Steroid secretion by ACTH-stimulated human fetal adrenal tissue during the first week in organ culture

B. R. Carr, C. R. Parker, L. Milewich, J. C. Porter, P. C. MacDonald, E. R. Simpson

Research output: Contribution to journalArticle

26 Scopus citations

Abstract

Fetal adrenal tissue has been reported to lose its in vivo secretory pattern by virtue of a loss of fetal zone cells after the first week in culture. Consequently, we studied the steroidogenic capacity and the responsiveness to ACTH of human fetal adrenal tissue during the first week in organ culture. The culture medium was removed daily and assayed for cortisol and dehydroisoandrosterone sulfate (DS). First, as the concentration of ACTH in the medium was increased from 0 to 1 μg/ml steroid secretion increased. When tissue fragments were maintained in the absence of ACTH for 3 to 4 days, there was a striking increase in steroid secretion upon addition of ACTH to the medium, with larger rates of secretion of cortisol than DS being observed. Second, the steroidogenic capacity of the separate zones of the fetal adrenal gland was assessed. Tissue from the fetal zone secreted large amounts of DS and small amounts of cortisol, whereas neocortex tissue secreted similar quantities of DS and cortisol. Third, fetal zone tissue was maintained the absence of ACTH for 4 days and thereafter ACTH was added to the media for an additional 6 days. In this experiment, there was a marked increase in DS secretion rate after the addition of ACTH and a smaller increase in cortisol secretion.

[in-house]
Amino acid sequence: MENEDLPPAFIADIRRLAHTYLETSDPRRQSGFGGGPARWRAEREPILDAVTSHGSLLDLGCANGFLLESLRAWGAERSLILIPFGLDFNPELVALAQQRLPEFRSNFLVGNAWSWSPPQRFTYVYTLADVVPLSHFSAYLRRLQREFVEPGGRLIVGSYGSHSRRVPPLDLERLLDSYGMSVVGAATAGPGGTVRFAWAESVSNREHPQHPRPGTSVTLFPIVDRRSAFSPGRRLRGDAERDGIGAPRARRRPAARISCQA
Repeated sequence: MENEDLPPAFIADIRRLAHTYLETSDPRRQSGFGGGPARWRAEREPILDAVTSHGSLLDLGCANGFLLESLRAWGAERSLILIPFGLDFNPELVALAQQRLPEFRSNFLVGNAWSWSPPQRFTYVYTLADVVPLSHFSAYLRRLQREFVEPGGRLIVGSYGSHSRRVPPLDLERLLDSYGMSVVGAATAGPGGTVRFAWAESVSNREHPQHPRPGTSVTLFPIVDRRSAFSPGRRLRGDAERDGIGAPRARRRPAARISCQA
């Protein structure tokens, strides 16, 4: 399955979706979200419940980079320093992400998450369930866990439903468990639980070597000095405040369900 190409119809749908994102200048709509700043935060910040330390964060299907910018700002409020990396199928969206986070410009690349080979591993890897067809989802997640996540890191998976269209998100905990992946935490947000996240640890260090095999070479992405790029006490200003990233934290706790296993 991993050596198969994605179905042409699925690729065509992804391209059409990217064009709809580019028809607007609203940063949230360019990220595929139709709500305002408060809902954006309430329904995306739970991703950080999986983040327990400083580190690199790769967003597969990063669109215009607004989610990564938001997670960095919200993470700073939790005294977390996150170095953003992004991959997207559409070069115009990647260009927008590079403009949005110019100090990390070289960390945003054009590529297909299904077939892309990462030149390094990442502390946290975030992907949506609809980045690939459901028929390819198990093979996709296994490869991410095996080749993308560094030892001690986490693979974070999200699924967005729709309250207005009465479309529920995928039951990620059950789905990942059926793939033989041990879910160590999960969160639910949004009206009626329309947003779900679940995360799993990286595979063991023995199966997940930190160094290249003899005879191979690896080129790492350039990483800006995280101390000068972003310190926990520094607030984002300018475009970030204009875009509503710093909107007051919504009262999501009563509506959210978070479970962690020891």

Original languageEnglish (US)
Pages (from-to)563-574
Number of pages12
JournalSteroids
Volume36
Issue number5
DOIs
StatePublished - Jan 1 1980

ASJC Scopus subject areas

  • Biochemistry
  • Molecular Biology
  • Endocrinology
  • Pharmacology
  • Clinical Biochemistry
  • Organic Chemistry

Fingerprint Dive into the research topics of 'Steroid secretion by ACTH-stimulated human fetal adrenal tissue during the first week in organ culture'. Together they form a unique fingerprint.

  • Cite this